Arlington, Virginia – Booster seats are better than they used to be for fitting lap and shoulder belts on children, but most don’t offer consistently good fit in all vehicles, and eight failed the grade when tested, according to the U.S. Insurance Institute for Highway Safety (IIHS).

Researchers assessed the safety belt fit of 72 boosters, assigning “Best Bet” or “Good Bet” ratings when they correctly positioned the belts on average booster-aged children in most vehicles. The worst performers were not recommended because they did a poor job of fitting belts. A good booster routes the lap belt across the child’s upper thighs and positions the shoulder belt at mid-shoulder.

The IIHS doesn’t conduct vehicle crash tests to evaluate boosters because the seats themselves don’t restrain the child in a crash; rather, it is the fit of the vehicle’s seatbelt that is important.

“For the first time, top-rated boosters outnumber ones the Institute doesn’t recommend,” said Anne McCartt, IIHS senior vice-president for research. “Now, more than ever, manufacturers are paying attention to belt fit, and it’s showing up in our ratings.”

In this year’s assessment, 21 boosters were named “Best Bet” models, while seven earned “Good Bet”, and eight were not recommended. Last year, only nine seats out of 60 evaluated earned the Best Bet designation. The IIHS said that even though poor-performing seats make up a smaller percentage of boosters evaluated this year, 36 fall in the middle because they don’t consistently fit belts well on most children in most cars, minivans and SUVs. Most are backless boosters with good lap belt scores, but not good shoulder belt scores. The IIHS assesses boosters using a crash test dummy representing an average-six six-year-old, measuring how three-point lap and shoulder belts fit the dummy in each of the boosters under four conditions spanning the range of belt configurations in a wide variety of vehicle types. A booster’s overall rating is based on the range of scores for each measurement.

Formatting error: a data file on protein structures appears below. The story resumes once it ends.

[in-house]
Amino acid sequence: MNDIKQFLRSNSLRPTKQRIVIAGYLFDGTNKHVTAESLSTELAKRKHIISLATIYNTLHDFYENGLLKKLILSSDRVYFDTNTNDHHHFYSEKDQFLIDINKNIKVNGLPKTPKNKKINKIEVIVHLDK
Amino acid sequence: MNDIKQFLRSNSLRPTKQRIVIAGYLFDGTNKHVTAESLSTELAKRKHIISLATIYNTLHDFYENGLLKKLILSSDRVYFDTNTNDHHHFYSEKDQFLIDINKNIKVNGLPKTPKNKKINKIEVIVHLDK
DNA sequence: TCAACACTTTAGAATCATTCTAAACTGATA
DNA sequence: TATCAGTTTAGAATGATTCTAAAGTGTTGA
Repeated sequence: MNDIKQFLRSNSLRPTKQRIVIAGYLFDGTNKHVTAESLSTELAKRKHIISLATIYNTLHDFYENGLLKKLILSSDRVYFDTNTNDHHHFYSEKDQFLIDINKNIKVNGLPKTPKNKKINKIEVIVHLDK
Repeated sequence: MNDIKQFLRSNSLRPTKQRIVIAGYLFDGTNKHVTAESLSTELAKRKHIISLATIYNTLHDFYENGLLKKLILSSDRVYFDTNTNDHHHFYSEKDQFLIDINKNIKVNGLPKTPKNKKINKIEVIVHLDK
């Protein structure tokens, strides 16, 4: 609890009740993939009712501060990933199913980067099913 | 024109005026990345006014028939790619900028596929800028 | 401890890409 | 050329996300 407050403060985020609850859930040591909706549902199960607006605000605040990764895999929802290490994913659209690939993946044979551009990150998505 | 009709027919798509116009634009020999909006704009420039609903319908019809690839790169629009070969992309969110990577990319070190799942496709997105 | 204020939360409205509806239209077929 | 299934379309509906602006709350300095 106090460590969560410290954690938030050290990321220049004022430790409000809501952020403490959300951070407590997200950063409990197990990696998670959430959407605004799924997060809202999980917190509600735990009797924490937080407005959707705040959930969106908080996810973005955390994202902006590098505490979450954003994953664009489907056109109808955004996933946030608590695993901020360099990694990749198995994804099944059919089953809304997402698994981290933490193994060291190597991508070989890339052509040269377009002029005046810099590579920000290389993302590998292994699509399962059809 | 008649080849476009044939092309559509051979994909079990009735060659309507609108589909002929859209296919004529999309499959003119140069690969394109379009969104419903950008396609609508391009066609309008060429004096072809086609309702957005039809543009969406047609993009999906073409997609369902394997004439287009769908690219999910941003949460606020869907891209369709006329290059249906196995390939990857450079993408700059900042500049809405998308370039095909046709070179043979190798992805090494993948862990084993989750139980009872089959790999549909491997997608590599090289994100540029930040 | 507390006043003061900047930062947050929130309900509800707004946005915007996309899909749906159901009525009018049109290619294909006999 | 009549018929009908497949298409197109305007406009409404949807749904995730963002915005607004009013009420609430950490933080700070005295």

“Unlike the top performers, consumers can’t assume boosters in the in-between group will work in every family vehicle,” McCartt said. “Some may be fine, but parents still need to try them out to see if the lap and shoulder belts fit their kids correctly.” McCartt said that obvious red flags are lap belts that ride up on the stomach, and should belts that either fall off the shoulder or rub against the child’s neck.

The IIHS results were:

Best Bets:

 Britax Frontier 85 (combination highback)
Chicco Keyfit Strada (dual highback)
Clek Oobr (dual highback)
Cosco Juvenile Pronto (dual highback)
Cybex Solution X-Fix (highback)
Eddie Bauer Auto Booster (dual highback)
Evenflo Big Kid Amp (backless)
Evenflo Maestro (combination highback)
Graco TurboBooster Crawford (dual highback)
Harmony Baby Armor (dual highback)
Harmony Dreamtime (dual backless)
Harmony Dreamtime (dual highback)
Harmony Secure Comfort Deluxe (backless)
Harmony Youth Booster Seat (backless)
Maxi-Cosi Rodi XR (dual highback)
Recaro ProBOOSTER (highback)
Recaro ProSPORT (combination highback)
Recaro Vivo (highback)
Recaro Young Sport (combination highback)
Safety 1st Boost Air Protect (dual highback)
The First Years Pathway B570 (highback)

Good Bets:

Britax Parkway SG (dual highback)
Combi Kobuk Air Thru (dual backless)
Combi Kobuk Air Thru (dual highback)
Evenflo Symphony 65 (3-in-1 highback)
Graco TurboBooster Sachi (dual highback)
Graco TurboBooster Wander (dual highback)
Maxi-Cosi Rodi (dual highback)

Not Recommended:

Eddie Bauer Deluxe (combination highback)
Eddie Bauer Deluxe 3-in-1 (highback)
Evenflo Express (combination highback)
Evenflo Generations 65 (combination highback)
Evenflo Sightseer (highback)
Harmony Baby Armor (dual backless)
Safety 1st All-in-One (3-in-1 highback)
Safety 1st Alpha Omega Elite (3-in-1 highback)

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